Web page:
Alex Rins was one of the first to fall, crashing out during qualifying for the Moto3 class. It did not slow him down though, with the Spaniard grabbing pole for the second race in succession.

MotoGP was much worse: during the final session of free practice, Cal Crutchlow threw his Monster Tech 3 Yamaha away at the start of the back straight. Later in that session, Crutchlow watched from behind as Marc Marquez fought a losing battle with gravity at the other end of the straight, the front folding and the rear whipping round on him despite valiant efforts to save it.

“I was willing him to save it,” Crutchlow joked afterwards, “but in the end gravity won.”

Saturday Summary at Austin: Of Maiden Poles & Riding a Punishing Track

04/21/2013 @ 9:04 am, by David Emmett5 COMMENTS

Saturday Summary at Austin: Of Maiden Poles & Riding a Punishing Track Saturday COTA MotoGP Scott Jones 02 635x422

One record down, one to go. By qualifying on pole in just his second MotoGP race, at the age of 20 years and 61 days, Marc Marquez becomes the youngest premier-class pole-sitter in history, deposing the legendary Freddie Spencer of the crown he has held for 31 years.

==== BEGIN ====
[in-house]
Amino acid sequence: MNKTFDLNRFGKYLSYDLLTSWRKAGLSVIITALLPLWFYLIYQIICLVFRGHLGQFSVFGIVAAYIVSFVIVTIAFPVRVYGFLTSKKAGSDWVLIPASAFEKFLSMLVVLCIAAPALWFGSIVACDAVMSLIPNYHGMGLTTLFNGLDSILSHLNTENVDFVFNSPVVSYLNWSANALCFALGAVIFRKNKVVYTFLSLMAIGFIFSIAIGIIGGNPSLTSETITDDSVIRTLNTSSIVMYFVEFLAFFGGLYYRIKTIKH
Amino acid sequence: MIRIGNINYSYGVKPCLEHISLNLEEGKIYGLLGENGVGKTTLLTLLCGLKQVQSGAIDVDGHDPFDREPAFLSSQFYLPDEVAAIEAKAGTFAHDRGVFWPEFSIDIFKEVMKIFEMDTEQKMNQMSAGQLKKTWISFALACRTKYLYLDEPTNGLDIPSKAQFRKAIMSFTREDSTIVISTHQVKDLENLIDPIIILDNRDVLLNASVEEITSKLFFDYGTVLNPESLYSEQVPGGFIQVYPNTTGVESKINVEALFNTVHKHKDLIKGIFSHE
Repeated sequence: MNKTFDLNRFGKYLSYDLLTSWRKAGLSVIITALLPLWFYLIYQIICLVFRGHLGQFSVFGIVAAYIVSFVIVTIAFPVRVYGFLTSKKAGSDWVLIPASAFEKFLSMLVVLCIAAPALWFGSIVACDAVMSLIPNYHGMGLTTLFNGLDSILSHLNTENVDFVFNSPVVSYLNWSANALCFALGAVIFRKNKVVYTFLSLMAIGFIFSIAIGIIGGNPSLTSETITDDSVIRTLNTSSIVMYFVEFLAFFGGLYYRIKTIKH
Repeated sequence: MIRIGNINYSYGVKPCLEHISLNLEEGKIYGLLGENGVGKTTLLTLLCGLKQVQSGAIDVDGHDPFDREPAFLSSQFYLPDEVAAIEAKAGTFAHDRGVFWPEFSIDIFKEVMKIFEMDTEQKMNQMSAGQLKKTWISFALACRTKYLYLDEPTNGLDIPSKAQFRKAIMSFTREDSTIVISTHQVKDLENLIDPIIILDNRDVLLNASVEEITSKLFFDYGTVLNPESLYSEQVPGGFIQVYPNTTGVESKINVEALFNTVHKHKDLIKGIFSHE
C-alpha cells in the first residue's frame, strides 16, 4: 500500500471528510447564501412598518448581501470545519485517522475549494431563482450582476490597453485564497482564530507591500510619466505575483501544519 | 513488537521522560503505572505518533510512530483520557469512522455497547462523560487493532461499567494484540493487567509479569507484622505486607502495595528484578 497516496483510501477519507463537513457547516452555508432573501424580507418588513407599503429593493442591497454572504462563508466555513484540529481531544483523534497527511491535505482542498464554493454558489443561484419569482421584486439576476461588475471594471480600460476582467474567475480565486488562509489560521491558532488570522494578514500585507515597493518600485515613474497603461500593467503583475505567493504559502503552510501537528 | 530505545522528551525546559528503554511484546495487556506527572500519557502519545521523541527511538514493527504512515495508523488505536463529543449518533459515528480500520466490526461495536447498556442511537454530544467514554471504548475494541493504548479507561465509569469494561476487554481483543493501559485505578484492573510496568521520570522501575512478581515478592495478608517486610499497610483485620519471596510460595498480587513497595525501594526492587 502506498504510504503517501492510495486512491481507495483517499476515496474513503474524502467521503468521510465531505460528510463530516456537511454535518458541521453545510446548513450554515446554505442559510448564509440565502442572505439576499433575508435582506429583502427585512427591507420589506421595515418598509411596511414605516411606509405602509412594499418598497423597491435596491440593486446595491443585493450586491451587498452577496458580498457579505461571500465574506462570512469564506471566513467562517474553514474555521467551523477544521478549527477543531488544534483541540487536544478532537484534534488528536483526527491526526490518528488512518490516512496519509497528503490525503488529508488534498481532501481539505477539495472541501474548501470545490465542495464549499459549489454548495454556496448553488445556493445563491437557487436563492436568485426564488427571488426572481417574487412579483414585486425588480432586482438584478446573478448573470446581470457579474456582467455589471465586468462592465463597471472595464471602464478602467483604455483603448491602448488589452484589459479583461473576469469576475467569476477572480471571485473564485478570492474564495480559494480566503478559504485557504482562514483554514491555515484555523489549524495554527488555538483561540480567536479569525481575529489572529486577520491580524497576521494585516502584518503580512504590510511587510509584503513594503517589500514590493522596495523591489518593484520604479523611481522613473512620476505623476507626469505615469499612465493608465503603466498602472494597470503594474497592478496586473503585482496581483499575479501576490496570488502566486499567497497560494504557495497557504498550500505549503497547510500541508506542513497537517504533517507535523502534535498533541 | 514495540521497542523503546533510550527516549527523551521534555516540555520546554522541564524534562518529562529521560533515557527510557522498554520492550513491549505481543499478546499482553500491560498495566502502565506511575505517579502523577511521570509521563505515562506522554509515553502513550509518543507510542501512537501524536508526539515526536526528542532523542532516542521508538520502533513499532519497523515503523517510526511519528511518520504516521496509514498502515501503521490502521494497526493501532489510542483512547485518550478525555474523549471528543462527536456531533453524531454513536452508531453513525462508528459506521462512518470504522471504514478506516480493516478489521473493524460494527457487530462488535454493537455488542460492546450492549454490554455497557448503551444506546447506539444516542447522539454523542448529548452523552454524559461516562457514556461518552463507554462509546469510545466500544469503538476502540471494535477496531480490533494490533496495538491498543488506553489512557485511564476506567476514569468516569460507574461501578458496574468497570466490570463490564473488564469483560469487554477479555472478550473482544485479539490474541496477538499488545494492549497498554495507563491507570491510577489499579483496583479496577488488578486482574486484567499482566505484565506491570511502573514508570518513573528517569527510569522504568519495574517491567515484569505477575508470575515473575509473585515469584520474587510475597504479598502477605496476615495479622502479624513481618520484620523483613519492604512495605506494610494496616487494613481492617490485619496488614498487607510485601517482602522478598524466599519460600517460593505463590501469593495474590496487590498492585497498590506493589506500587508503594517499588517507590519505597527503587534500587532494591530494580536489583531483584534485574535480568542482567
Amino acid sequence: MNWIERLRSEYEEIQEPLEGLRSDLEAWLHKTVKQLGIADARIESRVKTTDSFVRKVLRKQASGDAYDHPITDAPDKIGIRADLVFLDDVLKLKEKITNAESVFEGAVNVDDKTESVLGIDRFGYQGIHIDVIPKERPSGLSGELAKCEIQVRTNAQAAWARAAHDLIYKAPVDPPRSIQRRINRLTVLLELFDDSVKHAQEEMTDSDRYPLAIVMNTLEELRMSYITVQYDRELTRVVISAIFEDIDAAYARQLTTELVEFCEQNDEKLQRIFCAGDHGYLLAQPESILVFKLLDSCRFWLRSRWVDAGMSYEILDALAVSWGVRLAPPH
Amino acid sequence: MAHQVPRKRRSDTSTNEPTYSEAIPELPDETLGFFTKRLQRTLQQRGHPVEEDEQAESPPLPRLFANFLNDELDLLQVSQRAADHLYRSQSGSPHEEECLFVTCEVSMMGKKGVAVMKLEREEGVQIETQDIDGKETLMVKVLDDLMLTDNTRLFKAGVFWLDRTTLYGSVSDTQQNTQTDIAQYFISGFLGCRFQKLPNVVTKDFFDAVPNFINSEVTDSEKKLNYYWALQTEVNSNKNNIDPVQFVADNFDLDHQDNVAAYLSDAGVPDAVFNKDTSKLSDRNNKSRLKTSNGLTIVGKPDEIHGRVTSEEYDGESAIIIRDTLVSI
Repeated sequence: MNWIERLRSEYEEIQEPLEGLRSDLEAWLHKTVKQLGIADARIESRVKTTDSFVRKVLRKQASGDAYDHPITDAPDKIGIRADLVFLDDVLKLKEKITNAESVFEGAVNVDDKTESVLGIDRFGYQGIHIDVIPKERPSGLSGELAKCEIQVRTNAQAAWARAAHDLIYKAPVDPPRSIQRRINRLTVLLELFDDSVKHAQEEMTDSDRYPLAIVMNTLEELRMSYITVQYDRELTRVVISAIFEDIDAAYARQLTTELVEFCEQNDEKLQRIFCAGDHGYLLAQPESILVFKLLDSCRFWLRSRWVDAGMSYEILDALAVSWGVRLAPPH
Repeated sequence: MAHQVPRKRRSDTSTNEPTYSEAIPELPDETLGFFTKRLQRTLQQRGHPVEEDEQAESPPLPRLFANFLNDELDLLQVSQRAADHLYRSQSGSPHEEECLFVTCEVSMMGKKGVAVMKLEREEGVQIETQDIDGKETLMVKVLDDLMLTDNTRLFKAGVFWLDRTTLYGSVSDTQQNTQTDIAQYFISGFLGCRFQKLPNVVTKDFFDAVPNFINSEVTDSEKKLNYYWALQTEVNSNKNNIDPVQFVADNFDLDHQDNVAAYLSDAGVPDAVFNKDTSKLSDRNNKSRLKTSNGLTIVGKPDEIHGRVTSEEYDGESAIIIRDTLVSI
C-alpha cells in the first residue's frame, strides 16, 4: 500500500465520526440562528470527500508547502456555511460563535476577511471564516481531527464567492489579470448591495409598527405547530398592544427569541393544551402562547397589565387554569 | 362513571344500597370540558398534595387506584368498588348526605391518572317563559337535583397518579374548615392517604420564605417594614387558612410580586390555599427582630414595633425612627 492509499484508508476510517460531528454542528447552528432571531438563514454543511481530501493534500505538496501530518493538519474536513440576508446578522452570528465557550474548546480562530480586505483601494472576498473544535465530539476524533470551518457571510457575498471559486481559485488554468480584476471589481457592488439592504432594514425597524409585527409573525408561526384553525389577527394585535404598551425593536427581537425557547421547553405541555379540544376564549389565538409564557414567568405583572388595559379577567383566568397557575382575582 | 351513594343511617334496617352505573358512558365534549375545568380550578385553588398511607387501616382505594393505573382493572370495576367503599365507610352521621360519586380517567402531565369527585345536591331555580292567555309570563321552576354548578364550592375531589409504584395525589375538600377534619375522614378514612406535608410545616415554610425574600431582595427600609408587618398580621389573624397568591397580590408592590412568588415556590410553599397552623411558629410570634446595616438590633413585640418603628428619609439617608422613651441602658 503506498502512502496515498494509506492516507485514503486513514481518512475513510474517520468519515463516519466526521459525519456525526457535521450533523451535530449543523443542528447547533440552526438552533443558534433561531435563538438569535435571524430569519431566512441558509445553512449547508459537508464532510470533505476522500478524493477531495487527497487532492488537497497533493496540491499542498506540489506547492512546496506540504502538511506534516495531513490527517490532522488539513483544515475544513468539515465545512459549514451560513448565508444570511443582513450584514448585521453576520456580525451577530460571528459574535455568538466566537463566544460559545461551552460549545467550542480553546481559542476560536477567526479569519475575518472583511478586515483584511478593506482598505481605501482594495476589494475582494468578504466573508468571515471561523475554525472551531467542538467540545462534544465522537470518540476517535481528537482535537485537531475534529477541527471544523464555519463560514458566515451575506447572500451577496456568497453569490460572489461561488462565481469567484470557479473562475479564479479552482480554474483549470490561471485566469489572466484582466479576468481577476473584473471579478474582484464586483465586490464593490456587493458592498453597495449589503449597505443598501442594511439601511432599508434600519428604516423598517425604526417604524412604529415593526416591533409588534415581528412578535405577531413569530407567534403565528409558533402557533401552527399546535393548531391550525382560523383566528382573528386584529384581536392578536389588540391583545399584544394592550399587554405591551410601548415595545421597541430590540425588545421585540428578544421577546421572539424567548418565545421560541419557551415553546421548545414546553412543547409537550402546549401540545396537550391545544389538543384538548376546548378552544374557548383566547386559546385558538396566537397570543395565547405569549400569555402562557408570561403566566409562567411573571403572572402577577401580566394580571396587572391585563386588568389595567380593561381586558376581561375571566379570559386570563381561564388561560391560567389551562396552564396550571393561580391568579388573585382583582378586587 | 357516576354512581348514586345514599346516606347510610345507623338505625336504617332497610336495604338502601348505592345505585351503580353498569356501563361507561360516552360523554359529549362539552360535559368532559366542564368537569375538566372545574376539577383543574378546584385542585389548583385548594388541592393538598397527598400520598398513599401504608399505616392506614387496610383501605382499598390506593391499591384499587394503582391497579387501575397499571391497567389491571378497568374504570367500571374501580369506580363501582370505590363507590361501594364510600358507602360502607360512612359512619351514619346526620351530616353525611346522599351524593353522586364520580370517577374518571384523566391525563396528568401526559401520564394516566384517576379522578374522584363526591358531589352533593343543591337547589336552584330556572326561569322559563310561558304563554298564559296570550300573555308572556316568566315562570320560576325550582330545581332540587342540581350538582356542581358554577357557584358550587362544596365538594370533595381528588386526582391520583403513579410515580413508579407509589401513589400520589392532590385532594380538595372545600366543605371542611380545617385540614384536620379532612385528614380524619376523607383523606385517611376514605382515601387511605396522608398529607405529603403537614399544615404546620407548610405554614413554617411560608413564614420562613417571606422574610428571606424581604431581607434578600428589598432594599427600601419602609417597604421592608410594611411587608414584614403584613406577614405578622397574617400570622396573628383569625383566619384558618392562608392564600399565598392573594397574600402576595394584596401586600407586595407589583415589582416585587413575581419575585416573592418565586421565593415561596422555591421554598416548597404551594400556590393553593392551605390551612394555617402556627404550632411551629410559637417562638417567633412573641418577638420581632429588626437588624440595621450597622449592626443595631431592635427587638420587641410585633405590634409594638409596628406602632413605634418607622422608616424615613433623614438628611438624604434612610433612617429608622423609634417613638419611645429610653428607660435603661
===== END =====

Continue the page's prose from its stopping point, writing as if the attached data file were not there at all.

On Sunday, Marc Marquez will go after the next target: the record as the youngest winner of a premier class Grand Prix, also held by Spencer. If he fails to win on Sunday – a very distinct possibility – he still has until Indianapolis to take Spencer’s record, making it very far from safe.

Marquez’s pole was the crowning glory of an utterly impressive weekend so far. The Repsol Honda youngster has dominated most of practice, leading his teammate by a quarter of a second or more in every session but one. He was immediately fast, but his race rhythm is just as impressive.

In FP3, as grip on the track improved, Marquez cranked out 2’04s and 2’05s like they were going out of style. He was consistent, too. Not quite Jorge Lorenzo consistent, but he was running a pace that would have let him build up a lead, with only Dani Pedrosa able to stay close.

Marquez continues on the meteoric path blazed by the fastest riders in the world who went before. Casey Stoner always said about that truly exceptional riders are up to speed almost immediately, and this is exactly what Marquez has done. On the podium in his first race, on pole for his second, and a strong favorite for the win, this is the mark of a true “Alien”, to use a much-denigrated, but still useful phrase. His first MotoGP victory can’t be far away.

Saturday at Austin with Scott Jones

04/20/2013 @ 8:59 pm, by Scott Jones6 COMMENTS